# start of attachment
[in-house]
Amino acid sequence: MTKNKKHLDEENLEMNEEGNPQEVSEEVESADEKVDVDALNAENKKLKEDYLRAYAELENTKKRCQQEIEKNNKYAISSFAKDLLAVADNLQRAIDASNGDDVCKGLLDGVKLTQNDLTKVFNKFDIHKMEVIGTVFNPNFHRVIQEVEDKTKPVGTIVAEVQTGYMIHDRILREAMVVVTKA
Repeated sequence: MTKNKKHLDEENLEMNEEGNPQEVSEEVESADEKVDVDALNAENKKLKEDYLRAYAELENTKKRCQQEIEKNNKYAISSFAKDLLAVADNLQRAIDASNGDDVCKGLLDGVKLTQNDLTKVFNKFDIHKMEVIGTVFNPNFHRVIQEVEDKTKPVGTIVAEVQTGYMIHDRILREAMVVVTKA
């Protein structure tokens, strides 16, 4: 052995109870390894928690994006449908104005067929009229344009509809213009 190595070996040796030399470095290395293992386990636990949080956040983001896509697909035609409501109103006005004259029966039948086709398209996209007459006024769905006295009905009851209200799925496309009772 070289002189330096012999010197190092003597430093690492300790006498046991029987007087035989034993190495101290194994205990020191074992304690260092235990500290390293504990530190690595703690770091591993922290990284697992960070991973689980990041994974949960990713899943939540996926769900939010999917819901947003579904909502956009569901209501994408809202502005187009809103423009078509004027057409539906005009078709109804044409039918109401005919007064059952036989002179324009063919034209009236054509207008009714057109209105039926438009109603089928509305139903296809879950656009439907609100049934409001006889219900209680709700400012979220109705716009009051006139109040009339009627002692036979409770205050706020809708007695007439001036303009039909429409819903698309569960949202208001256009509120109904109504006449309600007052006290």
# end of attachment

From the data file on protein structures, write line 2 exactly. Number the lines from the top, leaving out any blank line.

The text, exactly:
Amino acid sequence: MTKNKKHLDEENLEMNEEGNPQEVSEEVESADEKVDVDALNAENKKLKEDYLRAYAELENTKKRCQQEIEKNNKYAISSFAKDLLAVADNLQRAIDASNGDDVCKGLLDGVKLTQNDLTKVFNKFDIHKMEVIGTVFNPNFHRVIQEVEDKTKPVGTIVAEVQTGYMIHDRILREAMVVVTKA